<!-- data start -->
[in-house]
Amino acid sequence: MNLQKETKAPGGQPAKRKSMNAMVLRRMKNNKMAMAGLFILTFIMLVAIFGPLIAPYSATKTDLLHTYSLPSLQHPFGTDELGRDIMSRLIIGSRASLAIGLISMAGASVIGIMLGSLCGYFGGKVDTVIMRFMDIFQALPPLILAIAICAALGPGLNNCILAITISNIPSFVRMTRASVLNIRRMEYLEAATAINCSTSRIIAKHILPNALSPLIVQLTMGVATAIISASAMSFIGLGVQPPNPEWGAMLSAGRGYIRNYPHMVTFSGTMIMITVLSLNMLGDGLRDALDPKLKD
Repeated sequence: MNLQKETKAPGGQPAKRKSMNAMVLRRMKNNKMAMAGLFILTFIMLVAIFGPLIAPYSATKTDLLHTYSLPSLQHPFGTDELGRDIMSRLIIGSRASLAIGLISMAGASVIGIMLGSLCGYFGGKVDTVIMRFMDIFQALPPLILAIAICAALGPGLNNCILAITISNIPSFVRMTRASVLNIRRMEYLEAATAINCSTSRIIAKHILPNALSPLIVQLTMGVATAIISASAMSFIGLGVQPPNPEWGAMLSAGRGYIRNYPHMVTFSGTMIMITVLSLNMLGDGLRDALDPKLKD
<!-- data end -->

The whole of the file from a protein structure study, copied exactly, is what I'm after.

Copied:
[in-house]
Amino acid sequence: MNLQKETKAPGGQPAKRKSMNAMVLRRMKNNKMAMAGLFILTFIMLVAIFGPLIAPYSATKTDLLHTYSLPSLQHPFGTDELGRDIMSRLIIGSRASLAIGLISMAGASVIGIMLGSLCGYFGGKVDTVIMRFMDIFQALPPLILAIAICAALGPGLNNCILAITISNIPSFVRMTRASVLNIRRMEYLEAATAINCSTSRIIAKHILPNALSPLIVQLTMGVATAIISASAMSFIGLGVQPPNPEWGAMLSAGRGYIRNYPHMVTFSGTMIMITVLSLNMLGDGLRDALDPKLKD
Repeated sequence: MNLQKETKAPGGQPAKRKSMNAMVLRRMKNNKMAMAGLFILTFIMLVAIFGPLIAPYSATKTDLLHTYSLPSLQHPFGTDELGRDIMSRLIIGSRASLAIGLISMAGASVIGIMLGSLCGYFGGKVDTVIMRFMDIFQALPPLILAIAICAALGPGLNNCILAITISNIPSFVRMTRASVLNIRRMEYLEAATAINCSTSRIIAKHILPNALSPLIVQLTMGVATAIISASAMSFIGLGVQPPNPEWGAMLSAGRGYIRNYPHMVTFSGTMIMITVLSLNMLGDGLRDALDPKLKD